The Midlife Feast

#111 - It's Time for a Diet-Free Revolution with Dr. Alex Conason, Psy.D.

May 06, 2024 Jenn Salib Huber RD ND Season 4 Episode 111
#111 - It's Time for a Diet-Free Revolution with Dr. Alex Conason, Psy.D.
The Midlife Feast
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The Midlife Feast
#111 - It's Time for a Diet-Free Revolution with Dr. Alex Conason, Psy.D.
May 06, 2024 Season 4 Episode 111
Jenn Salib Huber RD ND

What did you think of this episode? Send me a text message and let me know!

Welcome to another episode of the Midlife Feast! Today, we're diving into my favorite topic: intuitive eating and breaking free from the dieting cycle. Joining us is the incredible Dr. Alexis Conason, a US-based psychologist and author of Diet-Free Revolution.

We're not just scratching the surface here; we're exploring the behavioral and emotional aspects of intuitive eating. Dr. Conason’s approach, woven beautifully with storytelling, offers a fresh perspective that resonates deeply with those on the journey to reclaiming their relationship with food and their bodies.

Whether you're a seasoned dieter or just dipping your toes into this paradigm shift, this conversation reminds us that we're not alone. Dr. Conason’s insights reassure us that we're not broken, and perhaps most importantly, we’re not to blame.

To learn more about Dr. Conason and the work she does, be sure to check out her website at www.drconason.com or follow her on IG @theantidietplan or Facebook at @conasonpsyd.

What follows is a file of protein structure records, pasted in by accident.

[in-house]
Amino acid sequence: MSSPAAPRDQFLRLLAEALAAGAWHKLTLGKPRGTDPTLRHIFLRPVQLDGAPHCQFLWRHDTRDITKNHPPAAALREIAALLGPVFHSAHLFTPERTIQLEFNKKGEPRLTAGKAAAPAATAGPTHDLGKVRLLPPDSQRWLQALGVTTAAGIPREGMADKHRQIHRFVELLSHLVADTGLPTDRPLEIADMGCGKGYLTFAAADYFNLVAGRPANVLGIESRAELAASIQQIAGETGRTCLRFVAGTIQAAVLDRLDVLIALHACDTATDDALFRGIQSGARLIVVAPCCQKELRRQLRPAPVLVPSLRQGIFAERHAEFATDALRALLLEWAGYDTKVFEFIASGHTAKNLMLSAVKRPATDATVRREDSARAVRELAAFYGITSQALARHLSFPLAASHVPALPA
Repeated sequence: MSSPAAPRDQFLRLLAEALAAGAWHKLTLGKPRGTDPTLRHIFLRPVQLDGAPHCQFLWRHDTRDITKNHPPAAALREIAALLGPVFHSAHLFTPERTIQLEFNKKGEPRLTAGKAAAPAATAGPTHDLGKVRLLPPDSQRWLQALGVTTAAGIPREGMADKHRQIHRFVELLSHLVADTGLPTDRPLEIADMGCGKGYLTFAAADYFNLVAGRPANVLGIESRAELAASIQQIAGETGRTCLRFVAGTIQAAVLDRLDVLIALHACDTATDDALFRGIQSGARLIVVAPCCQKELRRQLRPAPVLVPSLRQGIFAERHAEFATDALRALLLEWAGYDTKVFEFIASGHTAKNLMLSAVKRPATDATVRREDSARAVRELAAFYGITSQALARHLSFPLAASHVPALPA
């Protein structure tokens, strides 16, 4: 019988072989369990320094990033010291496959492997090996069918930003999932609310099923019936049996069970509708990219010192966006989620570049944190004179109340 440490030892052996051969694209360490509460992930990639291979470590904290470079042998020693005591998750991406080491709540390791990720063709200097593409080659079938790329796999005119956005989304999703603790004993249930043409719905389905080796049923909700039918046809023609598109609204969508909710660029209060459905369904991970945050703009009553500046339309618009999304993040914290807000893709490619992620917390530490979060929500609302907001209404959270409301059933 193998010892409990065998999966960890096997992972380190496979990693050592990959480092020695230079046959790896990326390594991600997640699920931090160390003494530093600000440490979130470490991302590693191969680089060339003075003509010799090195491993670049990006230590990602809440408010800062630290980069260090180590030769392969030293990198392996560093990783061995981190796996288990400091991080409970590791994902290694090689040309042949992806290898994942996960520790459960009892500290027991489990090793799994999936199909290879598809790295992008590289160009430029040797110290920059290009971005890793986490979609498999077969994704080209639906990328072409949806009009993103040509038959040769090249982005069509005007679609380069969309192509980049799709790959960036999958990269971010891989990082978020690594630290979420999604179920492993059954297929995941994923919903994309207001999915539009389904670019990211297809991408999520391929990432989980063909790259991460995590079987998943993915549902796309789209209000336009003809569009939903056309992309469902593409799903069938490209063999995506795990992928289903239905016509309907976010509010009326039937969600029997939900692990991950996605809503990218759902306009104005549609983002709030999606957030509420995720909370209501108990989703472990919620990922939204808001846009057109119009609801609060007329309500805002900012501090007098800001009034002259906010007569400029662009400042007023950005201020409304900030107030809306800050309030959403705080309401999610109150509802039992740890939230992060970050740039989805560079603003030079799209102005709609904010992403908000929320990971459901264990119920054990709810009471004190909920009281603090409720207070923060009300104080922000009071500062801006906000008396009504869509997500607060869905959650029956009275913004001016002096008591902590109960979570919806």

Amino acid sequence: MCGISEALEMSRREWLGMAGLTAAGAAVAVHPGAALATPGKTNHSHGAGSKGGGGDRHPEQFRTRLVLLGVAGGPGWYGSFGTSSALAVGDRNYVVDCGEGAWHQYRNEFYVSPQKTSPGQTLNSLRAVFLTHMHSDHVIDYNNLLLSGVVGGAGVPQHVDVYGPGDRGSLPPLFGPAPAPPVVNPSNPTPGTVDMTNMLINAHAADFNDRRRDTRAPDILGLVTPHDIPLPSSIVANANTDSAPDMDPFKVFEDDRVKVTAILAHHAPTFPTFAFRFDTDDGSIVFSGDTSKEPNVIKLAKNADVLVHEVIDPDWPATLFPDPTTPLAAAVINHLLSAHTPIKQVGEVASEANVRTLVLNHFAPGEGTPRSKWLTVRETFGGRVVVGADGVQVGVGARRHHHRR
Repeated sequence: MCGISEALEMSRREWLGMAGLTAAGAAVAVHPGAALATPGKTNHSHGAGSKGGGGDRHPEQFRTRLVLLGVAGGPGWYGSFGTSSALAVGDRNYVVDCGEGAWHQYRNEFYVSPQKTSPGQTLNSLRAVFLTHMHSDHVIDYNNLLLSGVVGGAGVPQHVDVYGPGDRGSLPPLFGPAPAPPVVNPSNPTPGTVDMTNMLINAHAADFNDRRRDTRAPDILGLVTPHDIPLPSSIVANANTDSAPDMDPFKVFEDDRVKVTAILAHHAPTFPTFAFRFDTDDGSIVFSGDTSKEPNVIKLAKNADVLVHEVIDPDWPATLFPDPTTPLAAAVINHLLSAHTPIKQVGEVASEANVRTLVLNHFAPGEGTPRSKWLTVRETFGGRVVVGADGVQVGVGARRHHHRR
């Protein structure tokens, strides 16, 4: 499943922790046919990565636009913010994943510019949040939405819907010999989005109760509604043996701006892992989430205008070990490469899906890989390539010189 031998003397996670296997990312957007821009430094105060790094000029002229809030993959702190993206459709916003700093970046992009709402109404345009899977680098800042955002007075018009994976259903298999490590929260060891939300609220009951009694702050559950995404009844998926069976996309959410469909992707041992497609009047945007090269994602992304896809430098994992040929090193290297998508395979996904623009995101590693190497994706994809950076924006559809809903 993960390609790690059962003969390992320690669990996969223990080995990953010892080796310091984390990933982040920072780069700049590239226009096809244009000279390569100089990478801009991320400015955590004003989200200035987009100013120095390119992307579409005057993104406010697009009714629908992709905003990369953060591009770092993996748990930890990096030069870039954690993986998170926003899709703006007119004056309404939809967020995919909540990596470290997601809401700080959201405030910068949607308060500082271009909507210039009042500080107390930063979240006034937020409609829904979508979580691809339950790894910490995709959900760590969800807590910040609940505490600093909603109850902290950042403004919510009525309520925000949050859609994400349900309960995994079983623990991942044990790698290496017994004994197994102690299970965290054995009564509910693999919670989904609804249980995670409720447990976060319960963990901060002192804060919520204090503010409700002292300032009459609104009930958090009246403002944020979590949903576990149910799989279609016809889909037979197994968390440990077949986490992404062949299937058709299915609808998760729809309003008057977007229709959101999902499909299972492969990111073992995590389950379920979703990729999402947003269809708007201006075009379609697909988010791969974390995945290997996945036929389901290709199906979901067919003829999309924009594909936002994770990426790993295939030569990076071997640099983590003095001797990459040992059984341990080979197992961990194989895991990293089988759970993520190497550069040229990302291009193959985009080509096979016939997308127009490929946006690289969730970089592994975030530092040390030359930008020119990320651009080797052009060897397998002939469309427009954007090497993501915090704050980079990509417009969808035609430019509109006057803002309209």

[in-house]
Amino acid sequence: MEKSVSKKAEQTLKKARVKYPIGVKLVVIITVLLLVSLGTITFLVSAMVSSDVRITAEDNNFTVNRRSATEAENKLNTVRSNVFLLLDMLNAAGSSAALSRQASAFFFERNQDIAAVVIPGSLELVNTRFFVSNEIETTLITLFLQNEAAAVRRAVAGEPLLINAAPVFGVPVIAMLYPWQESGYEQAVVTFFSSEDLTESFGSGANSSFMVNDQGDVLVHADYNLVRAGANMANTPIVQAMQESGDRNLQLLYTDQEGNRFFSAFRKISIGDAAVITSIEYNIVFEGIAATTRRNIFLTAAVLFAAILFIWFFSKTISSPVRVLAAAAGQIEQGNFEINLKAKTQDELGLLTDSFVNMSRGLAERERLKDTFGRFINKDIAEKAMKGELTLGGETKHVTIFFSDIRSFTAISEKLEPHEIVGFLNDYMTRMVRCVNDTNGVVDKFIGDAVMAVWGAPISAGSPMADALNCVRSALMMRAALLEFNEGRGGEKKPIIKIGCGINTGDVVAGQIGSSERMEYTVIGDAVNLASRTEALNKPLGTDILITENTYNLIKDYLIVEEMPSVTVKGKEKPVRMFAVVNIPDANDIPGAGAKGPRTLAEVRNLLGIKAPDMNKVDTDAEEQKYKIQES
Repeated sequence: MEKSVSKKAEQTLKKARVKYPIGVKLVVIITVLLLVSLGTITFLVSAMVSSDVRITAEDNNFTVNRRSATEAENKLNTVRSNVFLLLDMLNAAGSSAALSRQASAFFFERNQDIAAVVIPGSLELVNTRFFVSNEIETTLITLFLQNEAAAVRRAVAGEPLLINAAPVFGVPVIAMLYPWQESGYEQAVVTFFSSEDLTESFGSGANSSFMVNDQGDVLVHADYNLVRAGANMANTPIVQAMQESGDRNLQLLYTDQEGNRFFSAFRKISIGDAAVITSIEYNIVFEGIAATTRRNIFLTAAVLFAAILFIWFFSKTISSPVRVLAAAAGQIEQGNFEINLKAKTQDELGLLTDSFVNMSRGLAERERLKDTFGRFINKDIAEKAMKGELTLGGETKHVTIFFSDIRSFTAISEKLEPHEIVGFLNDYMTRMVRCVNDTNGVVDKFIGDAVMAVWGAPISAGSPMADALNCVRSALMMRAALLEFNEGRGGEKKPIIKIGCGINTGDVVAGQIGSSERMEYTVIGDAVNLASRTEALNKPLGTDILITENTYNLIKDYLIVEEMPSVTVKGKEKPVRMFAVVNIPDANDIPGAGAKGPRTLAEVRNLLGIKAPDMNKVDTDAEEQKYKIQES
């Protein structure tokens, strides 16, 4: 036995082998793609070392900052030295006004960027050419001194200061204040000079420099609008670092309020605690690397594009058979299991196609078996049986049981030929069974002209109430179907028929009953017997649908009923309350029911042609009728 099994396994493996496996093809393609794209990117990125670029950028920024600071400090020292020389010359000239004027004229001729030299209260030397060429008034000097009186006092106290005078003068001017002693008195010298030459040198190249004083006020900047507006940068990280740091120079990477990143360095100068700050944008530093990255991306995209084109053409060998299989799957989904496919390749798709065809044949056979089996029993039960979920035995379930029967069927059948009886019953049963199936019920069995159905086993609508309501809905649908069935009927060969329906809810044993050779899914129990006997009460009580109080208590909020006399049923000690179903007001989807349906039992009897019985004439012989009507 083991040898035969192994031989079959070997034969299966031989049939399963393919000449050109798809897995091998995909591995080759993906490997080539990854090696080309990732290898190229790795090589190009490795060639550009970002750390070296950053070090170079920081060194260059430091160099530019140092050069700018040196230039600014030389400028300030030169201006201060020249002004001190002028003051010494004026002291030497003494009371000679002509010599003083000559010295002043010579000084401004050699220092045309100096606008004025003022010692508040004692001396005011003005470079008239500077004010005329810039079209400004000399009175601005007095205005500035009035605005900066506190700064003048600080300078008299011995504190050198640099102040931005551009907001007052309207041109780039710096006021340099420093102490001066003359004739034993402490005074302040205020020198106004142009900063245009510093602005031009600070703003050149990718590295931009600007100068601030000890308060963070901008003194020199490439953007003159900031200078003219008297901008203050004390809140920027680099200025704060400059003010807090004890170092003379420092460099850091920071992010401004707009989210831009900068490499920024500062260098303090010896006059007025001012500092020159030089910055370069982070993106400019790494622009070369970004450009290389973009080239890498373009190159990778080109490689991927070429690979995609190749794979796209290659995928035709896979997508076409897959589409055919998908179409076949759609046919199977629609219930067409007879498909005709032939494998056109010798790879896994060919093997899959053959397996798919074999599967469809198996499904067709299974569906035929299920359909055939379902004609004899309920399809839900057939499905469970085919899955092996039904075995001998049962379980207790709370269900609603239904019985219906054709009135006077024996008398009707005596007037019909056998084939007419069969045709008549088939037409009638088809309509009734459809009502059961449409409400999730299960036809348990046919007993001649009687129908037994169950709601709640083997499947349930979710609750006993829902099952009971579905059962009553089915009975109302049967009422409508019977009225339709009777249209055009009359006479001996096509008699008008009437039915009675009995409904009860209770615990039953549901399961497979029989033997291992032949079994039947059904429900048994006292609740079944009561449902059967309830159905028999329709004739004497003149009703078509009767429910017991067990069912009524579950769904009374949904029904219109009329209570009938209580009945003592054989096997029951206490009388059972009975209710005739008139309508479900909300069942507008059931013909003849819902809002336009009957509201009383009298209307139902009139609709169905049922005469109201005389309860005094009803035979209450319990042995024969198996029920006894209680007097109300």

Looking for a place to learn more about midlife, menopause nutrition, and intuitive eating? Click here to grab one of my free resources and learn what I've got "on the menu" including my 1:1 and group programs. https://www.menopausenutritionist.ca/links

Show Notes Transcript

What did you think of this episode? Send me a text message and let me know!

Welcome to another episode of the Midlife Feast! Today, we're diving into my favorite topic: intuitive eating and breaking free from the dieting cycle. Joining us is the incredible Dr. Alexis Conason, a US-based psychologist and author of Diet-Free Revolution.

We're not just scratching the surface here; we're exploring the behavioral and emotional aspects of intuitive eating. Dr. Conason’s approach, woven beautifully with storytelling, offers a fresh perspective that resonates deeply with those on the journey to reclaiming their relationship with food and their bodies.

Whether you're a seasoned dieter or just dipping your toes into this paradigm shift, this conversation reminds us that we're not alone. Dr. Conason’s insights reassure us that we're not broken, and perhaps most importantly, we’re not to blame.

To learn more about Dr. Conason and the work she does, be sure to check out her website at www.drconason.com or follow her on IG @theantidietplan or Facebook at @conasonpsyd.

Looking for a place to learn more about midlife, menopause nutrition, and intuitive eating? Click here to grab one of my free resources and learn what I've got "on the menu" including my 1:1 and group programs. https://www.menopausenutritionist.ca/links

Jenn Salib Huber:

Hi and welcome to the Midlife Feast, the podcast for women who are hungry for more in this season of life. I'm your host, Dr Jenn Salib-Huber. I'm an intuitive eating dietitian and naturopathic doctor and I help women manage menopause without dieting and food rules. Come to my table, listen and learn from me trusted guest experts in women's health and interviews with women just like you. Each episode brings to the table juicy conversations designed to help you feast on midlife. And if you're looking for more information about menopause, nutrition and intuitive eating, check out the Midlife Feast Community, my monthly membership that combines my no-nonsense approach that you all love to nutrition with community, so that you can learn from me and others who can relate to the cheers and challenges of midlife. Hi everyone, welcome to this week's episode of the Midlife Feast.

Jenn Salib Huber: